The aim of the Coordination Associations studied in this thesis has been to bridge the gaps between the participating organizations by promoting consensus through common work forms. However, the re-sults from the studies show that such ambitions are troublesome in highly specialized public organizations. Cooperation in the CAs has to a large extent been organized as collaborative work forms rather than as coordination of existing practices. The collaboration has been based on an idea of consensus, where all organizations were expected to participate on equal terms and find common work forms. Although it has been shown that officials from different organizations can work together, the managerial level’s priorities are more determined by their organizational goals and values, which makes them unwilling to finance collaborative work on a longer term.

Another theme of the thesis is the lack of cooperation between the public rehabilitation system and the employers. The public actors lack knowledge of working conditions, and since the work principle guides the rehabilitation process, it is necessary to incorporate employers into the cooperation to facilitate sustainable return-to-work and labour market reintegration.

A central conclusion of the thesis is that consensus is not a reasonable starting point when designing cooperation structures between public organizations. A sustainable cooperation structure needs to incorpo-rate and coordinate the different actors’ priorities into a long-term cooperation strategy, rather than base the cooperation on vulnerable collaboration projects.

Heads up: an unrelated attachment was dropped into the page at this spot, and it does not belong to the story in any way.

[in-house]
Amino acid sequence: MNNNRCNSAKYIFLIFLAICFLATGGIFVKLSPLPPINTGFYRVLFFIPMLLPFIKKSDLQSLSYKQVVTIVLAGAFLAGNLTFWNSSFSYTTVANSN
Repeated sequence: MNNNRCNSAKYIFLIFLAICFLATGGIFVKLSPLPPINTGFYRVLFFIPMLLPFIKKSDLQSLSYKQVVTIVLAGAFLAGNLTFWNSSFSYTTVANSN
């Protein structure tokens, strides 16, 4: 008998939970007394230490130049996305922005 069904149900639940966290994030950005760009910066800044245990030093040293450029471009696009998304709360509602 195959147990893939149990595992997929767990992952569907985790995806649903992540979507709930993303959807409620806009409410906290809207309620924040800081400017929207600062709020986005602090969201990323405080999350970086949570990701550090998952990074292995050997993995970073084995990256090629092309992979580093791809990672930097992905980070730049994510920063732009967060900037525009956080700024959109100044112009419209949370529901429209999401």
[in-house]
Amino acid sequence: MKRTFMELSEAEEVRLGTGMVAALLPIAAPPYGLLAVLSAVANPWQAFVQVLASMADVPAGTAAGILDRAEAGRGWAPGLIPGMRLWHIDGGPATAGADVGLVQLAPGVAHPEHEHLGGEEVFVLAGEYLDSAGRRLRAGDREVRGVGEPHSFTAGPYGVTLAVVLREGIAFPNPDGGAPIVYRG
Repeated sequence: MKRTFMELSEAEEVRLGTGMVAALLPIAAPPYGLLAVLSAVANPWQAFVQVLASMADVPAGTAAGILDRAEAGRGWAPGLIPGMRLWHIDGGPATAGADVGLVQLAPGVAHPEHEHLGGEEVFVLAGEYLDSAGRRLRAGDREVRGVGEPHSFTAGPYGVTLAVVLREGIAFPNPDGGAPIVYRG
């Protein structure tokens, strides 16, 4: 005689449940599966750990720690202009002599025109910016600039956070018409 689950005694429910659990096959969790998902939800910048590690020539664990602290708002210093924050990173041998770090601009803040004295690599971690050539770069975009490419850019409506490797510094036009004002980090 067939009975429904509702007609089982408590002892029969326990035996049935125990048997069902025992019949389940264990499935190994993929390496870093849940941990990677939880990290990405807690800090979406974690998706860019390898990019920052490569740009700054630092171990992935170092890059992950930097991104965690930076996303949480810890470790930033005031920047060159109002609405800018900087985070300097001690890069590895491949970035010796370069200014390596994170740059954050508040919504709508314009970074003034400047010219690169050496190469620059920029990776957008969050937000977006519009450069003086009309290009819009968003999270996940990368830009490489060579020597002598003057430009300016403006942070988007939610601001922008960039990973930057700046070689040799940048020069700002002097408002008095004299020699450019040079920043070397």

Place, publisher, year, edition, pages
Linköping: Linköping University Electronic Press , 2010. , 117 p.
Series
Linköping University Medical Dissertations, ISSN 0345-0082 ; 1171
National Category
Medical and Health Sciences
Identifiers
URN: urn:nbn:se:liu:diva-54894ISBN: 978-91-7393-430-5 (print)OAI: oai:DiVA.org:liu-54894DiVA: diva2:311074
Public defence
2010-05-25, Aulan, Hälsans hus, Campus US, Linköpings universitet, Linköping, 13:00 (English)
Opponent
Supervisors
Available from: 2010-04-20 Created: 2010-04-20 Last updated: 2013-09-03Bibliographically approved
List of papers
1. The Work Ability Divide: Holistic and Reductionistic Approaches in Swedish Interdisciplinary Rehabilitation Teams
Open this publication in new window or tab >>The Work Ability Divide: Holistic and Reductionistic Approaches in Swedish Interdisciplinary Rehabilitation Teams
2009 (English)In: Journal of occupational rehabilitation, ISSN 1053-0487, E-ISSN 1573-3688, Vol. 19, no 3, 264-273 p.Article in journal (Refereed) Published
Abstract [en]